There are many different types, grades and forms of brain tumours and brain cancer. Find a summary of these areas below together with useful additional references for more information.Brain cancer is a tumour or cancerous growth in the brain. A tumour, whether in your brain or elsewhere, is a mass of cells that reproduce themselves in an uncontrolled way. Tumours can be either benign or malignant.
A brain tumor is a growth of abnormal cells. Brain tumors are typically categorized as primary or secondary. Primary brain tumors originate in the brain and can be benign or malignant. Secondary brain tumors (metastatic) are malignant and more common.
Brain cancer Cause
Brain cancer that originates in the brain is called a primary brain tumour. It can spread and destroy nearby parts of the brain. Cancers of the breast, lung, skin, or blood cells (leukemia or lymphoma) can also spread (metastasize) to the brain, causing metastatic brain cancer therapy. These groups of cancer cells can then grow in a single area or in different parts of the brain.Most astrocytomas and oligodendrogliomas occur when there is damage (a mutation) in genes that control how a cell grows and multiplies. The cells with the gene mutation develop into the tumour, but the abnormality cannot be inherited by the person’s children.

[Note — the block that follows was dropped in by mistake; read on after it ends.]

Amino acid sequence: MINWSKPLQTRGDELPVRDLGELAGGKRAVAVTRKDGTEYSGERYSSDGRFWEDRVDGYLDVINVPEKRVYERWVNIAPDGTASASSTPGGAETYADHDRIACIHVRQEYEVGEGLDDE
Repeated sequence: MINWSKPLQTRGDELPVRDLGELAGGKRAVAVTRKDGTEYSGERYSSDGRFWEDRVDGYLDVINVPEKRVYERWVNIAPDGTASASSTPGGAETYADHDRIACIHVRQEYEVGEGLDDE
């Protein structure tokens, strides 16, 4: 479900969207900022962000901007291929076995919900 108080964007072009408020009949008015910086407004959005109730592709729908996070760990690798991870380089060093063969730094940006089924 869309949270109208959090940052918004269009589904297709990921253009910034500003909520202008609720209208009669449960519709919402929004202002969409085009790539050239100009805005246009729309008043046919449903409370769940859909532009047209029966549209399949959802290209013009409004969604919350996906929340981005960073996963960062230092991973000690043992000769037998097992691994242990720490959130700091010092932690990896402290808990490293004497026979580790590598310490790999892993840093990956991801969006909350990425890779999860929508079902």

Brain cancer Symptoms
Brain cancer symptoms can vary depending on the tumour’s location and how quickly it grows. For slow-growing tumours, symptoms may develop gradually and may be hardly noticeable. Symptoms may also be similar to other illnesses, such as a migraine.
- Weakness or paralysis in parts of the body
- Difficulty speaking or remembering words
- Changes in the senses – sight, hearing, smell, touch or taste
- Irritability or changes in personality
Brain Cancer Treatment
Treatment for a brain tumor differs depending on several factors: a person’s age, general health, and the size, location, and type of tumor.You and your loved ones will have many questions about brain cancer, the treatment, side effects, and the long-term outlook. Your health care team is the best source of this information. Don’t hesitate to ask.
- The team of doctors includes neurosurgeons (specialists in the brain and nervous system), oncologists, radiation oncologists (doctors who practice radiation therapy), and, of course, your primary health care provider. Your team may also include a dietitian, a social worker, a physical therapist, and, possibly, other specialists.
- The treatment protocols vary widely according to the location of the tumor, its size and type, your age, and any additional medical problems that you may have.
- The most widely used treatments are surgery, radiation therapy, and chemotherapy. In most cases, more than one of these is used.